According to a recent study completed by Multichannel Merchant and Direct magazines, 61 percent of business-to-business marketers have formal permission practices for collecting email addresses, while 93 percent of consumer marketers say they have formal practices in place, eMarketer reports (via MediaBuyerPlanner). Sixty percent of the consumer marketers surveyed reported using a single opt-in method of gathering email addresses, while 7 percent used a double opt-in method. Of the business marketers surveyed, 26 percent used single opt-in methods, and just three percent used the double opt-in method.

I found this interesting tidbit of information in the MarketingVOX newsletter. What is the point of having best practices if we do not use them? That’s like buying a house but not living in it!

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Email Analysis: Content is still king and segmentation is its queen!

MarketingProfs.com published its finding of its November 2005 email marketing survey. Below are two excerpts from the article authored by Stephanie Miller. It should come as no surprise that relevant content and segmentation are the two most important factors, when growing your email list.

“A strong value proposition, prominently displayed, will drive higher subscription rates. But interesting, relevant content will keep subscribers active and engaged. Retention starts at email one. Make list growth a priority. Always send a welcome message, and consider an “engagement series” at [the] start and three months [later] to be sure your email remains relevant.”

“Remember that subscribers may not be “in market” at the same time [of the emailing]. Marketers can now use pull strategies, made possible by the emergence of better targeting software, to trigger email campaigns designed to move prospects (and customers) to the next stage of the sales or product lifecycle. Develop messaging around the customer life stage using email series and triggered messages. Quality, not quantity, will determine the success of your email file.”

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To Avoid Spam, Know Your Client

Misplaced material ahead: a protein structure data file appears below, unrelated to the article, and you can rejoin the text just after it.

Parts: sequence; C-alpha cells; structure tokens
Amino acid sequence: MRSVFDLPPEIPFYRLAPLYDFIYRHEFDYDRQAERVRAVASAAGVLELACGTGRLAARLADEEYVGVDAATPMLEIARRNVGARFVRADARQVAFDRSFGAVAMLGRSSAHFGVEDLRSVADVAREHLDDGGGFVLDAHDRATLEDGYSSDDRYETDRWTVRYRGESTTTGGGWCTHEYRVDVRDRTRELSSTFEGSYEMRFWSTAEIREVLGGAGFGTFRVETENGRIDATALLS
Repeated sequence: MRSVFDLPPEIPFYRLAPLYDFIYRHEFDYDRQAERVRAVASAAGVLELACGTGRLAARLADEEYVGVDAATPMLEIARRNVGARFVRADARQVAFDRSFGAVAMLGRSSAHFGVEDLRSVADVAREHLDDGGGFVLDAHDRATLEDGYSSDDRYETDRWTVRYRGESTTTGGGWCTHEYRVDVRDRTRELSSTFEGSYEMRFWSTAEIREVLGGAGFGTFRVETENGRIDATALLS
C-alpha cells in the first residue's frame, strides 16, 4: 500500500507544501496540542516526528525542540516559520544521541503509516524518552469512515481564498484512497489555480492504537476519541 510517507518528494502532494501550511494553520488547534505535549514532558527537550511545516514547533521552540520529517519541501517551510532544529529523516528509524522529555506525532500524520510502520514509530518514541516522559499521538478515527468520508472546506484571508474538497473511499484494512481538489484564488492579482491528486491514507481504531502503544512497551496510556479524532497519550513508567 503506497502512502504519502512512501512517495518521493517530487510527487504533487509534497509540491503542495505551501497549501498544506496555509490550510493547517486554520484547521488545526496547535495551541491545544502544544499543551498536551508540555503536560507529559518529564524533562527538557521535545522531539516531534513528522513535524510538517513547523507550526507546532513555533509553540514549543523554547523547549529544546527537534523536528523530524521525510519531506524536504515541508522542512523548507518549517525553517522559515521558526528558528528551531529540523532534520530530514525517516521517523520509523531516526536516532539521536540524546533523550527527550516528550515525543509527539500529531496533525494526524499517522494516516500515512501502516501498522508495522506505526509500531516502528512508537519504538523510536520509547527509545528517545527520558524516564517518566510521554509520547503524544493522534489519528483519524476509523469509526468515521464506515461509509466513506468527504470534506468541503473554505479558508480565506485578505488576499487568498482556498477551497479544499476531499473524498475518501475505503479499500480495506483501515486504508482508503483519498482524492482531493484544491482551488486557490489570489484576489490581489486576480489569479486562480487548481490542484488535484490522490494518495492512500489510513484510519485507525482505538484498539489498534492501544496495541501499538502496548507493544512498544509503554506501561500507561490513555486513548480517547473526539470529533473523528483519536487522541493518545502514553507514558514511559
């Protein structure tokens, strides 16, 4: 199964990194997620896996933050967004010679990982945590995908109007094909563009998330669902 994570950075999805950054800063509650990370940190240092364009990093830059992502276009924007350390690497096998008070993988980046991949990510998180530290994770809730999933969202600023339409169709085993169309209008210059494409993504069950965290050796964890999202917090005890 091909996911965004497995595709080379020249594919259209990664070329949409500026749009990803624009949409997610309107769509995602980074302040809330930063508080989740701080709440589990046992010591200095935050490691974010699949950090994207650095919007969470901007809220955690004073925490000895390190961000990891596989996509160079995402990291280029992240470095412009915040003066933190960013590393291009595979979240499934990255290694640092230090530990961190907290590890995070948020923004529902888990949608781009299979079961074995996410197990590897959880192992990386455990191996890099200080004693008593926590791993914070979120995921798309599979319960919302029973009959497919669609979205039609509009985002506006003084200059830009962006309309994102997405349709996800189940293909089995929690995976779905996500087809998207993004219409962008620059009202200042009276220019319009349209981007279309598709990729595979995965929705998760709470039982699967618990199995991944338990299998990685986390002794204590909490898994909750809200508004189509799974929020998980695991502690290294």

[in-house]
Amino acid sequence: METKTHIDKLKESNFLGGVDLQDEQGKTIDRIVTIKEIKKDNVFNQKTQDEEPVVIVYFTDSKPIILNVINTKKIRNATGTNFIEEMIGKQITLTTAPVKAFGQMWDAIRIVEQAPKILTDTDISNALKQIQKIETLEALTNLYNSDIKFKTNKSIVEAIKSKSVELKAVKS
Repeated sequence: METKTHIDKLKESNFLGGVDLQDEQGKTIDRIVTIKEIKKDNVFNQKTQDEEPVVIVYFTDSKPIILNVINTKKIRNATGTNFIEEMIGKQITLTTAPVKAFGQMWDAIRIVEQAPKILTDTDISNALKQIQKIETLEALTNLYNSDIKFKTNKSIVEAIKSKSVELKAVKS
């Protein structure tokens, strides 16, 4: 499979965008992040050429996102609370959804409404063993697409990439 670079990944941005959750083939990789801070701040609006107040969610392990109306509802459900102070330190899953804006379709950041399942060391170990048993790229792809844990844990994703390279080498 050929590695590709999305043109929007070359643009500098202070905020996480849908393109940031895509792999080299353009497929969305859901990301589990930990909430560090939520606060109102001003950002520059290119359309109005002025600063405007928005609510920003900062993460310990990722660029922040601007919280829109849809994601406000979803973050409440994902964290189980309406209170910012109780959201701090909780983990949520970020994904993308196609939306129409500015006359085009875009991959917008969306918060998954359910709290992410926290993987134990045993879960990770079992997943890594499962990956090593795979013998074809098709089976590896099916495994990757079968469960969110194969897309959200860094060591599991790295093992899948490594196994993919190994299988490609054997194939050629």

Recently, my employer asked me to resend an email newsletter to our clients. The resend was targeted at our clients that had not opened the first email. Such an idea is not without merit.

Resending an email of significant importance, whether it is a change in company policy or an extremely enticing sales offer, is not a communication faux pas. Personally, I believe such a strategy, when used sparingly, can greatly help your marketing efforts.

However, if this practice becomes the communication norm for a company, great damage could result. There is a fine line between marketing communications and spam. The best way to circumvent such a debacle is to know your customers.

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Dialog In Email Marketing

In order to retain customers, email marketers must learn to establish a dialog with their clients. Merriam Webster defines dialog as a conversation between two or more persons. No longer can marketers expect that customers will open and read an email from a company they are familiar with. Those days are long gone. In order for marketers to get customers to open emails they must establish a dialog and a relationship with their clients. To establish a dialog, marketers must do the following:

  1. Obtain initial permission
  2. Find out more about customers and prospects
  3. Tell them what they want to hear
  4. Listen

Maintaining this dialog with customers will always be an ongoing process. Marketers will need to continually evolve their ability to communicate individually to their customers. Otherwise, they risk losing those customers to competition. Creating a dynamic email program that gives customers what they want is an important step in retaining clients.


Who am I ?

My name is Michael Morton. I believe in bringing energy and professionalism into the office, that knowledge is power, that leadership trumps management, that customers are more influential than advertisements, that content is king, and that two heads are better than one. I currently lead the marketing efforts of the Strategic Alliances department of my company. Let’s talk marketing!